A notary identifies the signer by examining identification that complies with state law. Government-issued identification with a photograph, such as an unexpired driver’s license, passport, or state ID card are commonly presented. If the notary is not confident that you are who you say you are, he or she can refuse to notarize your document.
The document to be notarized must have a notarial certificate that the notary completes to evidence the notarization. The certificate bears language that instructs the notary as to what type of act or notarization to perform (acknowledgement or jurat).
At minimum, you will need to provide one of the following original, unexpired documents (a copy or photograph of the identification document will not be accepted):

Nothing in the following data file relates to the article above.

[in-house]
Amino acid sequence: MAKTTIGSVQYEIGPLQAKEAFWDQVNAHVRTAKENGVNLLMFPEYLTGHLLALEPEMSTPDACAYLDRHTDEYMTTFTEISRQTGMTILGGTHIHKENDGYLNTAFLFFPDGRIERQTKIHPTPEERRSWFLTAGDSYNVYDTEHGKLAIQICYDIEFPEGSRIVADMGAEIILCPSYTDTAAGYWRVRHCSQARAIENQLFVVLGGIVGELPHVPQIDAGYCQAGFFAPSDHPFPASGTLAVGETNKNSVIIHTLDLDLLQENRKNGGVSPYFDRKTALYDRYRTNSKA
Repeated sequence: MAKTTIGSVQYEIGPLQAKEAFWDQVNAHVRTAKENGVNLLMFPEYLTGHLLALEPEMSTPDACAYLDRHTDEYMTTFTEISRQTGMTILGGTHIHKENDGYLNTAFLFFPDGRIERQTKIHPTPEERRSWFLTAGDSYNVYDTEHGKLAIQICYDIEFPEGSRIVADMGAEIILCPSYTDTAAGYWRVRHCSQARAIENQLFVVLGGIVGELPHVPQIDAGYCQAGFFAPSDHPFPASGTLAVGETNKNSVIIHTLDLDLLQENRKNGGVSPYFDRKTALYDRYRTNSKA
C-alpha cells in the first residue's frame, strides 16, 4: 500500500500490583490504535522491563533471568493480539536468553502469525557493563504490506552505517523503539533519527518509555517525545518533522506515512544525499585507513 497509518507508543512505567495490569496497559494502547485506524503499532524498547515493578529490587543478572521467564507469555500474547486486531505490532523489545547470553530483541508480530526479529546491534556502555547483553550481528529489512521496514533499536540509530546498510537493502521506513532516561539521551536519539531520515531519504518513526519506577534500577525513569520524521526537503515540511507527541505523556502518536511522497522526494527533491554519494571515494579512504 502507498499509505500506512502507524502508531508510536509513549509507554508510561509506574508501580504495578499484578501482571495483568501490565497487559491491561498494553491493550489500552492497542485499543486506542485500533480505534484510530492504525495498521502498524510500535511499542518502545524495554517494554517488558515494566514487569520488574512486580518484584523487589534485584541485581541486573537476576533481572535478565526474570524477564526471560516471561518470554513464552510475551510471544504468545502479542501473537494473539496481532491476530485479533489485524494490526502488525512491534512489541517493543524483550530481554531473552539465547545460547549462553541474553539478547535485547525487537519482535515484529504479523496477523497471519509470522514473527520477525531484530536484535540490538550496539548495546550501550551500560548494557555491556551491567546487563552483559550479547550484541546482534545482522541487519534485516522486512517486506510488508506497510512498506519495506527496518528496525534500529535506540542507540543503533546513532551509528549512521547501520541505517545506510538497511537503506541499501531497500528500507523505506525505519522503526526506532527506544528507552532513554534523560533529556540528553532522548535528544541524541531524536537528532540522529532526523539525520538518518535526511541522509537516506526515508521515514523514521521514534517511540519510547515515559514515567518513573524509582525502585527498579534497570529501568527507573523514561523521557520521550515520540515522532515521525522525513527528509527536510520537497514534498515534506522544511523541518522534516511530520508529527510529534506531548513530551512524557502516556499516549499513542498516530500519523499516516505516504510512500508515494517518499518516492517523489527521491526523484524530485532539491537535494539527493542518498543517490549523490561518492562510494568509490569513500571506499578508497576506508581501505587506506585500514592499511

- United States Passport
- United States Passport Card
- Certificate of United States Citizenship
- Certificate of Naturalization
- Foreign Passport
- United States Green Card with Photograph
- State-Issued Driver’s License
- State-Issued Identification Card
- United States Military Identification Card
A notary is prohibited from drafting legal documents or acting as a legal advisor unless they’re also an attorney. Violators can be prosecuted for the unauthorized practice of law.